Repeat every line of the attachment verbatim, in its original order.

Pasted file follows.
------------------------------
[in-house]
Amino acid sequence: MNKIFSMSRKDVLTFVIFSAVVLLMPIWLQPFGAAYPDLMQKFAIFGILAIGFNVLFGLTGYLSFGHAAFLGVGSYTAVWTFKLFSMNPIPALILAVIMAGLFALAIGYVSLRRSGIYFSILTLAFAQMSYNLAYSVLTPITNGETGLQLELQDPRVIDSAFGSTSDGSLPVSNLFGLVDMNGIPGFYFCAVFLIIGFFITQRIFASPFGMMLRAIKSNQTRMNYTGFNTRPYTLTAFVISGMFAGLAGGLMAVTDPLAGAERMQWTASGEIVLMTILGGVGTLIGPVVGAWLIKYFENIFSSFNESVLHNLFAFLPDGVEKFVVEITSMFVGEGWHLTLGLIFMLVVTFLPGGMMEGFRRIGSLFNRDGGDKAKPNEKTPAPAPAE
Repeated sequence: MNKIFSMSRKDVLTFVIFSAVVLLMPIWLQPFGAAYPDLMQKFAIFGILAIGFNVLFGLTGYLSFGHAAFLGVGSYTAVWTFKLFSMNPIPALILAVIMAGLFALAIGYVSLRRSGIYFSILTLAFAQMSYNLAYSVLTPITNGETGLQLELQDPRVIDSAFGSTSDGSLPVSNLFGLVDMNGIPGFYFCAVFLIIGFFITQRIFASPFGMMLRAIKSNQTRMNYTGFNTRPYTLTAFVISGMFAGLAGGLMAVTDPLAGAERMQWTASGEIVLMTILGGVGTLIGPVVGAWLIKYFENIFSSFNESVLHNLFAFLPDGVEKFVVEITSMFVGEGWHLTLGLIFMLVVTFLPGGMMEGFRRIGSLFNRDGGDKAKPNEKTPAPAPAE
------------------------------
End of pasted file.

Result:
[in-house]
Amino acid sequence: MNKIFSMSRKDVLTFVIFSAVVLLMPIWLQPFGAAYPDLMQKFAIFGILAIGFNVLFGLTGYLSFGHAAFLGVGSYTAVWTFKLFSMNPIPALILAVIMAGLFALAIGYVSLRRSGIYFSILTLAFAQMSYNLAYSVLTPITNGETGLQLELQDPRVIDSAFGSTSDGSLPVSNLFGLVDMNGIPGFYFCAVFLIIGFFITQRIFASPFGMMLRAIKSNQTRMNYTGFNTRPYTLTAFVISGMFAGLAGGLMAVTDPLAGAERMQWTASGEIVLMTILGGVGTLIGPVVGAWLIKYFENIFSSFNESVLHNLFAFLPDGVEKFVVEITSMFVGEGWHLTLGLIFMLVVTFLPGGMMEGFRRIGSLFNRDGGDKAKPNEKTPAPAPAE
Repeated sequence: MNKIFSMSRKDVLTFVIFSAVVLLMPIWLQPFGAAYPDLMQKFAIFGILAIGFNVLFGLTGYLSFGHAAFLGVGSYTAVWTFKLFSMNPIPALILAVIMAGLFALAIGYVSLRRSGIYFSILTLAFAQMSYNLAYSVLTPITNGETGLQLELQDPRVIDSAFGSTSDGSLPVSNLFGLVDMNGIPGFYFCAVFLIIGFFITQRIFASPFGMMLRAIKSNQTRMNYTGFNTRPYTLTAFVISGMFAGLAGGLMAVTDPLAGAERMQWTASGEIVLMTILGGVGTLIGPVVGAWLIKYFENIFSSFNESVLHNLFAFLPDGVEKFVVEITSMFVGEGWHLTLGLIFMLVVTFLPGGMMEGFRRIGSLFNRDGGDKAKPNEKTPAPAPAE